If you have a website or mobile app that collects personal data from its users, you will need a Privacy Policy. A Privacy Policy is required by law in many countries.

What is a Privacy Policy and what are the legal requirements governing Privacy Policies? How do you go about writing a Privacy Policy? Let's find out.


What is a Privacy Policy?

BusinessDictionary.com defines a Privacy Policy as follows:

"Statement that declares a firm's or website's policy on collecting and releasing information about a visitor. It usually declares what specific information is collected and whether it is kept confidential or shared with or sold to other firms, researchers or sellers."

For online businesses that own or operate a mobile app or website, a Privacy Policy is required for you to operate within the law.

Your Privacy Policy is where you disclose, at minimum, what personal information you collect from your users, how you collect the information, how you use it, and whether you share it with any third parties.

Check almost any website footer and you’ll surely find a link to one of these required agreements.

Laws governing Privacy Policies

Privacy Policies are mandatory in many countries for websites and apps that collect or use personal data from users. These laws are aimed at protecting consumers and their personal, private information.

If you plan to make your website or mobile app available to users who reside outside of your home country, which you surely do, you must be aware of what these laws require when it comes to your Privacy Policy.

Some of these laws include the EU's GDPR, Canada's PIPEDA and CalOPPA in the United States.

Planning a Privacy Policy

The first phase of writing your Privacy Policy should involve planning your Policy's content.

Careful planning and consideration of what you need to include in your Privacy Policy will ensure that nothing is overlooked and will also make writing the Policy far easier.

During the planning phase, consider the following points:

  • The less personal user data you request, store, and handle, the easier it will be to write your Privacy Policy.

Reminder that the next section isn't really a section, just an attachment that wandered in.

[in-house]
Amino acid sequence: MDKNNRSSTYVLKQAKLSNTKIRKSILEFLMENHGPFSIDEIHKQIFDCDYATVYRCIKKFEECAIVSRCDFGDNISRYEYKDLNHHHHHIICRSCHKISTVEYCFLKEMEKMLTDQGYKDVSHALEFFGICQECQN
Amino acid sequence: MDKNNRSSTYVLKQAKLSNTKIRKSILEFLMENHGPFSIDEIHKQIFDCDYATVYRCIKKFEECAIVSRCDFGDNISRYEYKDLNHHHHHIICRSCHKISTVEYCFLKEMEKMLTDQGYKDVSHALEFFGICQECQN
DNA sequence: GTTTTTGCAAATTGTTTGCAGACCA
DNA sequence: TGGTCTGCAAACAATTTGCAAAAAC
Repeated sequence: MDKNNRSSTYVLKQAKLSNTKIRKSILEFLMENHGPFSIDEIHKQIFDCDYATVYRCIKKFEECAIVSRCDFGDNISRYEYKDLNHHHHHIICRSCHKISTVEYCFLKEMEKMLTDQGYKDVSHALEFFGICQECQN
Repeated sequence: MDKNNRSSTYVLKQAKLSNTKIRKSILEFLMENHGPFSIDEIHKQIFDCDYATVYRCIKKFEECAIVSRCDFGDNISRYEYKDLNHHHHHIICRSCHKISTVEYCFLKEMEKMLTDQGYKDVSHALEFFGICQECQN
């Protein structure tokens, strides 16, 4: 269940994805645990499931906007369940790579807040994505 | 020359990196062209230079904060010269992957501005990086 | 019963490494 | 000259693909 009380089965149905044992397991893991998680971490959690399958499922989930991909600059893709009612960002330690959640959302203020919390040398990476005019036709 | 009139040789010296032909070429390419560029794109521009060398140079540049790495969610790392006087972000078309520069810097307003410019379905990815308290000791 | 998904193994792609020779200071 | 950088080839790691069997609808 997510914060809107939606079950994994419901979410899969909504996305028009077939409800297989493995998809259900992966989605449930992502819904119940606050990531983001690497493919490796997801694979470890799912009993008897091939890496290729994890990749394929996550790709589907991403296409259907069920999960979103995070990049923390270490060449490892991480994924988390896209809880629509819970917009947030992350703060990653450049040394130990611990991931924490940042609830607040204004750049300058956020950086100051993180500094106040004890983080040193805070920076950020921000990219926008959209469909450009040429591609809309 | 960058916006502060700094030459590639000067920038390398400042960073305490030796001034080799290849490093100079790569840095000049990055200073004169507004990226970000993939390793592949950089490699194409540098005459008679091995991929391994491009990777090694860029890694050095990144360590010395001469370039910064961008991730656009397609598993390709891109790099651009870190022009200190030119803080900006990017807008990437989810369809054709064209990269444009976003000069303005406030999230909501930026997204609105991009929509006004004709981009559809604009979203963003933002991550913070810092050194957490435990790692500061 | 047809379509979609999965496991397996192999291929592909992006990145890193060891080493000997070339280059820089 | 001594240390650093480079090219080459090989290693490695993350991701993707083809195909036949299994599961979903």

• Assess the user information that you want to collect through your site or app and consider it's necessary that you collect it. For example, if your website provides an email newsletter, would collecting a user's state of residence and birthdate really be necessary? In this example, all you really need is an email address so that your newsletter can be emailed to the user.
  • Get familiar with your data collection and processing habits. Remember, the point of your Privacy Policy is to disclose specific information to your users, so you'll need to be aware of what you're doing so you can communicate it in your Policy.

Note that it's important to avoid complex legalese in your Privacy Policy. You must use plain language that users can easily understand.

The Policy should also be laid out in a clear format that is easy to navigate and isn't too complicated or confusing.

Santander's Privacy Privacy Statement is divided into short, easy-to-read and understand paragraphs with bold text headings and lists:

Santander Privacy Statement: Excerpt of intro clauses

How to Create a Privacy Policy

FreePrivacyPolicy: Privacy Policy Generator - Steps How to Create Privacy Policy

Our Privacy Policy Generator helps you create a custom Privacy Policy for your website and mobile app. Just follow these few simple steps and your Privacy Policy will be ready to display.

  1. Start the Free Privacy Policy Generator, located at the top of the website.
  2. Select where your Privacy Policy will be used:
  3. FreePrivacyPolicy: Privacy Policy Generator - Select where your Privacy Policy will be used - Step 1

  4. Answer a few questions about your business:
  5. FreePrivacyPolicy: Privacy Policy Generator - Answer a few questions about your business - Step 2

  6. Add your website or app information:
  7. FreePrivacyPolicy: Privacy Policy Generator - Add your website or app information - Step 3

  8. Answer a few questions about what information you collect from your users:
  9. FreePrivacyPolicy: Privacy Policy Generator -  What information you collect - Step 4

  10. Select options for how your users can contact you:
  11. FreePrivacyPolicy: Privacy Policy Generator - How your users can contact - Step 5

  12. Select whether or not you wish to create a Professional Privacy Policy that would include wording for GDPR and CalOPPA:
  13. FreePrivacyPolicy: Privacy Policy Generator - Select what Privacy Policy you want to create - Step 6

  14. Enter your email address where you'd like your new Privacy Policy sent:
  15. FreePrivacyPolicy: Privacy Policy Generator - Enter your email address - Step 7

  16. Click Create Privacy Policy and you're done. Now you can copy and paste your Privacy Policy code into your website, or link to your hosted Privacy Policy.
  17. FreePrivacyPolicy: Privacy Policy Generator - Copy or link to your hosted Privacy Policy - Step 8


Clauses of a Privacy Policy

Here's a breakdown of some of the main clauses to include in your Privacy Policy.

Information Collection

You need to disclose the types of personal data that your site or app collects and how it is collected. Some companies combine this information into one clause, while others separate it into two separate ones.

Most companies use a list format for this section to make the information clear and easy to read.

In addition, a list format can double as a checklist, helping to ensure that you do not omit anything.

LinkedIn has a very detailed Data We Collect clause within its Privacy Policy. The company collects a vast amount of personal data from its users, including their full names, employment history, qualifications and city of residence. Because of this extensive amount of data collection, it's very important that the company clearly explains all of this and the purpose of this data collection to their users.